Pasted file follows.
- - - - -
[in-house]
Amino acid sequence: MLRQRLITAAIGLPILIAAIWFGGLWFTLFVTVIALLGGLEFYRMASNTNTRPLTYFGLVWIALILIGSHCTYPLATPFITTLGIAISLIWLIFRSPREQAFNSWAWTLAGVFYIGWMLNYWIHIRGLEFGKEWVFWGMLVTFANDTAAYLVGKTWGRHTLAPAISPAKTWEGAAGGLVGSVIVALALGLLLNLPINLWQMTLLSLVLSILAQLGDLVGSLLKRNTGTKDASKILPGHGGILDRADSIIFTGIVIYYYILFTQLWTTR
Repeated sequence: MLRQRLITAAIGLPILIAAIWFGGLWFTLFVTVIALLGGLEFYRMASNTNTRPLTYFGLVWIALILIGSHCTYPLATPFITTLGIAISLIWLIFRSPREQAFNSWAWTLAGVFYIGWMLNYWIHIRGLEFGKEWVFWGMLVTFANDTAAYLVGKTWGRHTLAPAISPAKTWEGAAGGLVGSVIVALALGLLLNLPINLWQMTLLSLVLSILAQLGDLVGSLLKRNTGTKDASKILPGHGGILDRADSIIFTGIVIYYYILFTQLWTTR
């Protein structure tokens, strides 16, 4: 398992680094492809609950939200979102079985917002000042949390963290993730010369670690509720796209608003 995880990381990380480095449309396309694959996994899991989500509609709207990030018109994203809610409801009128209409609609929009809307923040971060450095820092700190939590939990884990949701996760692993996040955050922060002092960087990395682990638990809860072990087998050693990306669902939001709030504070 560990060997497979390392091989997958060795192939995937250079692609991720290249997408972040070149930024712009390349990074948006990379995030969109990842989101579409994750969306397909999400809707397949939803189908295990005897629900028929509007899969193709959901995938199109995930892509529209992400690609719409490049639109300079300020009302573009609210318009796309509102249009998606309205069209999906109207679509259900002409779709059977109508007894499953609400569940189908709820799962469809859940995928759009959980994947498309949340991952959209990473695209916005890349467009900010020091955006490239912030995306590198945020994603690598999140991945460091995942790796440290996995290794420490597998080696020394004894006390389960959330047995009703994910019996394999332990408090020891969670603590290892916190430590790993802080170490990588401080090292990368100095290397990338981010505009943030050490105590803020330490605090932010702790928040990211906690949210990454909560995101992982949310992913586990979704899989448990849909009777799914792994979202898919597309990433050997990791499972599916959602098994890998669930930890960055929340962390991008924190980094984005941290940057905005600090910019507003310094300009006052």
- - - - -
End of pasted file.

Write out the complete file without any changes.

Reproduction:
[in-house]
Amino acid sequence: MLRQRLITAAIGLPILIAAIWFGGLWFTLFVTVIALLGGLEFYRMASNTNTRPLTYFGLVWIALILIGSHCTYPLATPFITTLGIAISLIWLIFRSPREQAFNSWAWTLAGVFYIGWMLNYWIHIRGLEFGKEWVFWGMLVTFANDTAAYLVGKTWGRHTLAPAISPAKTWEGAAGGLVGSVIVALALGLLLNLPINLWQMTLLSLVLSILAQLGDLVGSLLKRNTGTKDASKILPGHGGILDRADSIIFTGIVIYYYILFTQLWTTR
Repeated sequence: MLRQRLITAAIGLPILIAAIWFGGLWFTLFVTVIALLGGLEFYRMASNTNTRPLTYFGLVWIALILIGSHCTYPLATPFITTLGIAISLIWLIFRSPREQAFNSWAWTLAGVFYIGWMLNYWIHIRGLEFGKEWVFWGMLVTFANDTAAYLVGKTWGRHTLAPAISPAKTWEGAAGGLVGSVIVALALGLLLNLPINLWQMTLLSLVLSILAQLGDLVGSLLKRNTGTKDASKILPGHGGILDRADSIIFTGIVIYYYILFTQLWTTR
């Protein structure tokens, strides 16, 4: 398992680094492809609950939200979102079985917002000042949390963290993730010369670690509720796209608003 995880990381990380480095449309396309694959996994899991989500509609709207990030018109994203809610409801009128209409609609929009809307923040971060450095820092700190939590939990884990949701996760692993996040955050922060002092960087990395682990638990809860072990087998050693990306669902939001709030504070 560990060997497979390392091989997958060795192939995937250079692609991720290249997408972040070149930024712009390349990074948006990379995030969109990842989101579409994750969306397909999400809707397949939803189908295990005897629900028929509007899969193709959901995938199109995930892509529209992400690609719409490049639109300079300020009302573009609210318009796309509102249009998606309205069209999906109207679509259900002409779709059977109508007894499953609400569940189908709820799962469809859940995928759009959980994947498309949340991952959209990473695209916005890349467009900010020091955006490239912030995306590198945020994603690598999140991945460091995942790796440290996995290794420490597998080696020394004894006390389960959330047995009703994910019996394999332990408090020891969670603590290892916190430590790993802080170490990588401080090292990368100095290397990338981010505009943030050490105590803020330490605090932010702790928040990211906690949210990454909560995101992982949310992913586990979704899989448990849909009777799914792994979202898919597309990433050997990791499972599916959602098994890998669930930890960055929340962390991008924190980094984005941290940057905005600090910019507003310094300009006052």